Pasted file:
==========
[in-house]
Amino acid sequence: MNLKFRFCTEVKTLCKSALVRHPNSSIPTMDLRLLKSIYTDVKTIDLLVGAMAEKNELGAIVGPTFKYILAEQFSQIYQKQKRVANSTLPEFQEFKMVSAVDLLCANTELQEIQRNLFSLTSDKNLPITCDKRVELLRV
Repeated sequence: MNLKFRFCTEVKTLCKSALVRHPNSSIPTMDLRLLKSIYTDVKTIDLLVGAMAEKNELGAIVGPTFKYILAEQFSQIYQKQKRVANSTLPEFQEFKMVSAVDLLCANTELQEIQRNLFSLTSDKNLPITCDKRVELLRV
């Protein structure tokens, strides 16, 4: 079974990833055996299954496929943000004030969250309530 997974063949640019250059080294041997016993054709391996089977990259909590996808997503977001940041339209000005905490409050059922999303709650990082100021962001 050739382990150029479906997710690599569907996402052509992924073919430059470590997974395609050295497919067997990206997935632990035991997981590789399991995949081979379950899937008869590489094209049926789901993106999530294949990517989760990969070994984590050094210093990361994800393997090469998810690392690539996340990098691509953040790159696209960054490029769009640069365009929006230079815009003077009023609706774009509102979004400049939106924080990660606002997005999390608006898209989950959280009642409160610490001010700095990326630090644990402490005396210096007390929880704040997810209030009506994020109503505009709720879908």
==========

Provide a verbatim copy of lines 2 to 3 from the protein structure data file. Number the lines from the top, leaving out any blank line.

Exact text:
Amino acid sequence: MNLKFRFCTEVKTLCKSALVRHPNSSIPTMDLRLLKSIYTDVKTIDLLVGAMAEKNELGAIVGPTFKYILAEQFSQIYQKQKRVANSTLPEFQEFKMVSAVDLLCANTELQEIQRNLFSLTSDKNLPITCDKRVELLRV
Repeated sequence: MNLKFRFCTEVKTLCKSALVRHPNSSIPTMDLRLLKSIYTDVKTIDLLVGAMAEKNELGAIVGPTFKYILAEQFSQIYQKQKRVANSTLPEFQEFKMVSAVDLLCANTELQEIQRNLFSLTSDKNLPITCDKRVELLRV